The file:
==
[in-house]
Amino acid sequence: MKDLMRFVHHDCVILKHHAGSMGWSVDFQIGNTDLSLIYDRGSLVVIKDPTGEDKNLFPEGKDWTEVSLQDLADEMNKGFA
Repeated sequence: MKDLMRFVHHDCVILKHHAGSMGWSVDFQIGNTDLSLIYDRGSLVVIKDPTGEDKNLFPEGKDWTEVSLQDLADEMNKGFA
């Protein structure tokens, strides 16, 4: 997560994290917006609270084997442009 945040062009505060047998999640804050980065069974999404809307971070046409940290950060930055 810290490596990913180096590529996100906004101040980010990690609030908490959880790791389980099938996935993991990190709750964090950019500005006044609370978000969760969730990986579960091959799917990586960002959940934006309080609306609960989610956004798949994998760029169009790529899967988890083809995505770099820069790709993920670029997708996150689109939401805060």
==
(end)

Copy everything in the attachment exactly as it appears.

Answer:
[in-house]
Amino acid sequence: MKDLMRFVHHDCVILKHHAGSMGWSVDFQIGNTDLSLIYDRGSLVVIKDPTGEDKNLFPEGKDWTEVSLQDLADEMNKGFA
Repeated sequence: MKDLMRFVHHDCVILKHHAGSMGWSVDFQIGNTDLSLIYDRGSLVVIKDPTGEDKNLFPEGKDWTEVSLQDLADEMNKGFA
């Protein structure tokens, strides 16, 4: 997560994290917006609270084997442009 945040062009505060047998999640804050980065069974999404809307971070046409940290950060930055 810290490596990913180096590529996100906004101040980010990690609030908490959880790791389980099938996935993991990190709750964090950019500005006044609370978000969760969730990986579960091959799917990586960002959940934006309080609306609960989610956004798949994998760029169009790529899967988890083809995505770099820069790709993920670029997708996150689109939401805060």